United States President Barack Obama has reacted angrily to reports that executives of American banks and other financial institutions awarded themselves billions of dollars in bonuses last year.
Mr Obama said the payouts, totalling $US18.4 billion, were shameful and highly irresponsible.
He said the decision by Wall Street bankers to give themselves big bonuses last year, when many institutions were teetering on the brink of collapse, was the height of irresponsibility.
The bonuses, revealed in a survey of tax returns by New York state's chief financial officer, were 44% lower than in the previous year and about the same level as in 2004.
But Mr Obama made the point that the bonuses came as many financial institutions were now asking for taxpayers' money to prevent them from collapsing as the global financial crisis continues.
He asked that people on Wall Street asking for help "show some restraint, some discipline and some sense of responsibility".
"The American people understand that we've got a big hole that we've got to dig ourselves out of, but they don't like the idea that people are digging a bigger hole even as they're being asked to fill it up."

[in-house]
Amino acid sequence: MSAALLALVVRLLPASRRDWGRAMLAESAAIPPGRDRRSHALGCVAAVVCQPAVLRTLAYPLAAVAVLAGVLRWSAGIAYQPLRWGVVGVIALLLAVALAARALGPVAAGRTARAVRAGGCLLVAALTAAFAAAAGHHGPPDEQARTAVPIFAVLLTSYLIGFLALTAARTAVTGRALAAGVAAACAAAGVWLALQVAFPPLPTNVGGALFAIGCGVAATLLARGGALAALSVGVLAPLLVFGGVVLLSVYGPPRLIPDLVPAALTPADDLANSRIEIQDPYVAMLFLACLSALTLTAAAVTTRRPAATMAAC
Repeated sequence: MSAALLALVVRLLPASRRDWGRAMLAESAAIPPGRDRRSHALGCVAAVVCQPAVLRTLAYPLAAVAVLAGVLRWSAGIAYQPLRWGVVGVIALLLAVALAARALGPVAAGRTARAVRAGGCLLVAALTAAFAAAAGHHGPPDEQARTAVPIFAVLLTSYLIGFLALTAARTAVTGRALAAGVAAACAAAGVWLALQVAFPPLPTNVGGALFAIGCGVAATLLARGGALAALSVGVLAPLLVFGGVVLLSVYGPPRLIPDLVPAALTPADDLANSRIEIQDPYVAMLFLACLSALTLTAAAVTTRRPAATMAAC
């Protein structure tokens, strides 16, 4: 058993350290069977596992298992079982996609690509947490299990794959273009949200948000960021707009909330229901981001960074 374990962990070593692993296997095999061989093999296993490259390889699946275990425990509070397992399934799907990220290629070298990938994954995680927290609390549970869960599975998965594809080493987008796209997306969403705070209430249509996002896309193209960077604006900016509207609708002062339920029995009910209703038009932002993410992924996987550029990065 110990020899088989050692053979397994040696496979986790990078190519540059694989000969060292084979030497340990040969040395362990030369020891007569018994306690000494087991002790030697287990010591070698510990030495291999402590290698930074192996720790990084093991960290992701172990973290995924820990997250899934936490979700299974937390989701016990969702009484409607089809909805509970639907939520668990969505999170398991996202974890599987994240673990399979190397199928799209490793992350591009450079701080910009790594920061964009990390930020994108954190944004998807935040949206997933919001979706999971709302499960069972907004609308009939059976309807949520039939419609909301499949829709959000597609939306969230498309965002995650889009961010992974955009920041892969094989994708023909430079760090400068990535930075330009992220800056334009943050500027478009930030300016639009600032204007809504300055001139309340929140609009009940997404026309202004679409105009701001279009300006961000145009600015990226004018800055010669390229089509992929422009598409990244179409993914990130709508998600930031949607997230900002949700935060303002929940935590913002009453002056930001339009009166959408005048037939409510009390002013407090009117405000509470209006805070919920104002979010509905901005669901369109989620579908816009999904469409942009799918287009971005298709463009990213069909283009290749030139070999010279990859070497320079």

$1400 rubbish bin
In a meeting with congressional leaders last Friday, Obama criticised companies receiving bailout money who had been "renovating bathrooms or offices."
That was a reference to reports that former Merrill Lynch chief executive John Thain had spent $US1.2 million fixing up his office last year, including $US35,115 on a commode and $US1,405 for a rubbish bin.
Mr Thain subsequently wrote to Merrill employees that he planned to reimburse Bank of America Corp, which acquired Merrill and then ousted Mr Thain. He called the spending "a mistake in the light of the world we live in today."
On Tuesday, Citigroup, canceled plans to buy a $US50 million executive jet after a White House spokesman said Mr Obama did not believe using private jets was "the best use of money" by companies receiving taxpayer assistance.
Both Bank of America and Citigroup have been recipients of massive government bailouts.
Some Wall Street chief executives and government officials declined to attend this week's meeting of the World Economic Forum in Davos, partly out of concern they would be perceived to be living it up in the Swiss ski resort.